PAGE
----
Wendy Louise has a fun way to keep her water-fitness classes engaged: singing.
Wendy Louise moved from the court to the pool after a lifetime of playing tennis, with its constant pounding on her knees and hips, plus a rotator cuff surgery. When she switched from teaching tennis to teaching fitness classes in the water, she gradually began to notice the same bored, glazed-over looks on the students' faces. So, on a whim one frigid January day, she sang to her class: "Oh, what a beautiful morning!" Soon, the class was singing along. That was several years ago; since then, they've been through everything from old American Indian chants to three-part harmonies of "Swing Low, Sweet Chariot" to Rodgers and Hammerstein tunes.
BETTER THAN THE HOT TUB "In the pool, you don't have to have a terrific voice or be on key. You don't have to speak English. All you need is a bathing suit. People go by the window and see people waving and having fun. ... I've had men hop out of the jacuzzi and join us. Some of them come just to sing, and they all leave with a smile. Any class could be dull if you did similar routines -- there's only so many ways you can kick and flail your arms."
EXERTION CHECK "We do 15 minutes of strength training and then 30 minutes of nonstop movement. They don't stop for one second. They're running up and down the pool. Singing is a good way to check cardio; if they can't get the sound out, slow it down. When we get to the more melodious music during resistance training, everything gets very quiet because we're doing the movements under the water. You can actually hear the harmonies; they just love it. For the 4th of July, we sang 'Yankee Doodle Dandy' and 'You're a Grand Old Flag'; during the Olympics, we did 'Chariots of Fire.'"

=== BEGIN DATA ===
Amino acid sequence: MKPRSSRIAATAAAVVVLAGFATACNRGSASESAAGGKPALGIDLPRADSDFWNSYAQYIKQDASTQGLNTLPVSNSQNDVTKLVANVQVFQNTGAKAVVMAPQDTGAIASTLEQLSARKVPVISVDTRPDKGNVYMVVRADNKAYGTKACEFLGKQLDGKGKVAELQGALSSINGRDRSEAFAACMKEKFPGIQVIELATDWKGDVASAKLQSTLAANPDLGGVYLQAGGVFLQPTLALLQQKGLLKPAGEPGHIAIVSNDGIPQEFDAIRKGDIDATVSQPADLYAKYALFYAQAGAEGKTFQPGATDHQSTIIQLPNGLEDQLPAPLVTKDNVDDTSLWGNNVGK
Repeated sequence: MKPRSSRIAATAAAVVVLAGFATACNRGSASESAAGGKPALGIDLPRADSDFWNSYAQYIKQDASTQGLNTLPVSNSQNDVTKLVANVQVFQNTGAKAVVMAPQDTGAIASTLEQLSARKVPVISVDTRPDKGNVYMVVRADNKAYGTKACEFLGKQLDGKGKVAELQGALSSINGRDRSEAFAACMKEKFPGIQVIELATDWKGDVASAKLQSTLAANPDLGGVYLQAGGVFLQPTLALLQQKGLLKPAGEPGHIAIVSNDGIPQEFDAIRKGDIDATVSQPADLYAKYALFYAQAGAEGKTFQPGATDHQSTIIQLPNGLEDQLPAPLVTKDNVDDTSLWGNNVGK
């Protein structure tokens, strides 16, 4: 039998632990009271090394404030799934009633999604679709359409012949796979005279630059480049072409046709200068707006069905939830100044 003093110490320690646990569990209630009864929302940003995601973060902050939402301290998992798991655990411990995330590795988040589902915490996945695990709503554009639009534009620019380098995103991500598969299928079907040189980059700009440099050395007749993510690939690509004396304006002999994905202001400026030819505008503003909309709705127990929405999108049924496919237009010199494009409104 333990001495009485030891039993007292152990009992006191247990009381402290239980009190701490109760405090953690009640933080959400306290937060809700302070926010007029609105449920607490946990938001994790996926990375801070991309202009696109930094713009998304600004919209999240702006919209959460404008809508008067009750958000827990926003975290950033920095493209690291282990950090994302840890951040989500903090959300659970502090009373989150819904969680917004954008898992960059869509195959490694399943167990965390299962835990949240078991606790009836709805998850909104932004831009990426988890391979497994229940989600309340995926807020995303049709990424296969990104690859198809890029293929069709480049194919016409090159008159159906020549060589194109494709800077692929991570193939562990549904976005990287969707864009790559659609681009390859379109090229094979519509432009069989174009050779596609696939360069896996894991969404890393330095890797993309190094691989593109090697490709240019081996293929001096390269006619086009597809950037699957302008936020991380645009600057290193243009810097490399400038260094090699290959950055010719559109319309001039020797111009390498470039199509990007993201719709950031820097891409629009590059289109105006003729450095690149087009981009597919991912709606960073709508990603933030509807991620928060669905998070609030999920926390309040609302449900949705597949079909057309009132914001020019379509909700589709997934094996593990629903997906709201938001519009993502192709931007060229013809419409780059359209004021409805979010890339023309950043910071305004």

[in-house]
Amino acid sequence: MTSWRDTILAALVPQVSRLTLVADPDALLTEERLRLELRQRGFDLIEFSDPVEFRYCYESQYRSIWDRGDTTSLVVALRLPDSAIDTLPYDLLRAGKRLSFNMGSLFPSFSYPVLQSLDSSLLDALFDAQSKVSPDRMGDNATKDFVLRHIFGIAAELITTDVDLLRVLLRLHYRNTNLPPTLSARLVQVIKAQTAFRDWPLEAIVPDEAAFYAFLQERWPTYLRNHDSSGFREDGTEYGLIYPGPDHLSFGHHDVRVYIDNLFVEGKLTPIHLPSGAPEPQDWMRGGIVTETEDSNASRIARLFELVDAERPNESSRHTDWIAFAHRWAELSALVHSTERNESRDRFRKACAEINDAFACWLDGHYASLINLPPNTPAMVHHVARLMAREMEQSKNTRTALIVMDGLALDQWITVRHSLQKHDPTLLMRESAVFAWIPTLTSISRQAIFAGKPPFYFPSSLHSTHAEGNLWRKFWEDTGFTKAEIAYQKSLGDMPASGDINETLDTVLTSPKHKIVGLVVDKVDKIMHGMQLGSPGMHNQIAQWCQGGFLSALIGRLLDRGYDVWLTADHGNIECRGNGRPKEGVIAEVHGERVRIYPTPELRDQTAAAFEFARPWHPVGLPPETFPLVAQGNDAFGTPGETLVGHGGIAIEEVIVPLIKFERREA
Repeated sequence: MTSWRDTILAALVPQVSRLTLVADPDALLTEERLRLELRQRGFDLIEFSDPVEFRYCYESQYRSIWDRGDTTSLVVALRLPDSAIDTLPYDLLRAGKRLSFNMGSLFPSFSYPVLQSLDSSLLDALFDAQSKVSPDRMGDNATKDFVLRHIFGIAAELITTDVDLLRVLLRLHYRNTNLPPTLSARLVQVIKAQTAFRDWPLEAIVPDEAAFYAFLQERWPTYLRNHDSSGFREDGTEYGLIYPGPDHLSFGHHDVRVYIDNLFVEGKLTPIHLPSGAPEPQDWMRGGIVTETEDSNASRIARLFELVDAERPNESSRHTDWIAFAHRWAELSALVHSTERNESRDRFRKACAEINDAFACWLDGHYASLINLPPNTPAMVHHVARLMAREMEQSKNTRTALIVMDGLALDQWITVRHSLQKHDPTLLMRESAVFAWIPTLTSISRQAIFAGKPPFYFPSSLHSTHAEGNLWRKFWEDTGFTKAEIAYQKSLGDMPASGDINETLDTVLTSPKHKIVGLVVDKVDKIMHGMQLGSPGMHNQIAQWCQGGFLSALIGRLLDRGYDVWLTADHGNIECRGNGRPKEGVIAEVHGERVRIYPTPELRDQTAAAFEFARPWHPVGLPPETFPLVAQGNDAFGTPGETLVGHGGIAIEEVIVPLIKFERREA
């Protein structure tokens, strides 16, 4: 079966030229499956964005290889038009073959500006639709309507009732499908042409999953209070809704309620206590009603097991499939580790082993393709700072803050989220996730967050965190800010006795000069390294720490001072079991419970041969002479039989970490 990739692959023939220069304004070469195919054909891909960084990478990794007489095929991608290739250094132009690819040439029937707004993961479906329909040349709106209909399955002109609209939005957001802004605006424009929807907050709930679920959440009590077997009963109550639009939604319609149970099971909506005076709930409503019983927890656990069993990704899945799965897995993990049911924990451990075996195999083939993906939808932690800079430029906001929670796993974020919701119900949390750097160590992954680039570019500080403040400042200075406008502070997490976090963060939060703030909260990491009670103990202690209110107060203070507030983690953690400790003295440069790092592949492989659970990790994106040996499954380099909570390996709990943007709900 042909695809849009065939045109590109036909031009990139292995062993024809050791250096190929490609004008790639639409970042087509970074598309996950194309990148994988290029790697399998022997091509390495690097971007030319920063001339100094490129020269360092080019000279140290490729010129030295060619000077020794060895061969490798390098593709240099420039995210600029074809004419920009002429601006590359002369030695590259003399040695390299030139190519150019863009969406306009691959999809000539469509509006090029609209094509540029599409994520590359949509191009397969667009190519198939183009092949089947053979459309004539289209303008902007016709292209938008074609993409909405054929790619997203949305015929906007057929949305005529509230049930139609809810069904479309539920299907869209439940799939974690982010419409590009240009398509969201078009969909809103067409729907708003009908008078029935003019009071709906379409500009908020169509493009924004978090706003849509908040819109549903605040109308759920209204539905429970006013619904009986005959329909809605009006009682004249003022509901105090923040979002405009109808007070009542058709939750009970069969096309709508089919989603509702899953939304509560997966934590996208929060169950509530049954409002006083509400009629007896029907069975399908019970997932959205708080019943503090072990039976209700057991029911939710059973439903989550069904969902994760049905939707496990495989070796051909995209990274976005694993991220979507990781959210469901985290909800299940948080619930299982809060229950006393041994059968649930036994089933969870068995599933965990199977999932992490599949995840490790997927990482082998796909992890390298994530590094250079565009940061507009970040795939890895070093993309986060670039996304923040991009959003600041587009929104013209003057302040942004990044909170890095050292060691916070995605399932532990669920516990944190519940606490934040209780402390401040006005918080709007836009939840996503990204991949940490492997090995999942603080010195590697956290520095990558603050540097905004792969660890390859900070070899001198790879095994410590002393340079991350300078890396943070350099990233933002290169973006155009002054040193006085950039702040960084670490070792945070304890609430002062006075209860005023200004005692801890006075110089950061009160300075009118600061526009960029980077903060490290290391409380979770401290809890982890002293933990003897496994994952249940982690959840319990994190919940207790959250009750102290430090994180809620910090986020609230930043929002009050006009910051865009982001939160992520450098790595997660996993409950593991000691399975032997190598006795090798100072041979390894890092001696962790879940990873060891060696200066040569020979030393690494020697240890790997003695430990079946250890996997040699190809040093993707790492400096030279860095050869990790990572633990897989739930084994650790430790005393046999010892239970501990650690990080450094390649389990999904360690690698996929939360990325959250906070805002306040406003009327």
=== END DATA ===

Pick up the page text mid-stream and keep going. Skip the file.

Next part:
DRAWING A CROWD "We used to leave a lane open for lap swimming, but when the class got to 36 people I asked to take over the pool. The club I work at has sent personal trainers over to find out how I'm able to get 36 people to stick with a class. So these macho men are having fun with these little plastic weights and afterward, their hands and arms are sore."
WATER THERAPY "I appreciate all the stories I hear so much. I have an 83-year-old who stopped me after class to tell me that coming to class helps her not get so violently ill after her chemotherapy and radiation. I have one gal in her late 20s who was completely sedentary and lost 35 pounds in four months. Another student had brain surgery, and the classes helped her get her stability and balance back. One is expecting twins. ... Everyone is hoping she has her babies in the pool, so they can be at the birth!"
FOUNTAIN OF YOUTH? "It's a good workout for everyone. For all of us who are aging and losing our ability to keep up our stamina, or for people who have had both knees and hips replaced, it feels so good to get in the water. For me, it keeps my range of motion up, and it also keeps my mobility and strength up. ... It's also great for people with arthritis or fibromyalgia."
SILLINESS FACTOR "One thing singing has done -- and I'll never be able to explain this -- but it's created a camaraderie. Word gets out that people have such a great time. They're telling their friends in their bridge clubs. ... When you're silly and you sing and exercise, the silliness factor keeps these people having a good time.
"I encourage people to go to any beach and do this, to make your own aqua class. If you're not swimming across the lake, just do some high kicks and jumping jacks and start with 'Oh, What a Beautiful Morning.' It'll put a smile on your face, and that's the most important thing."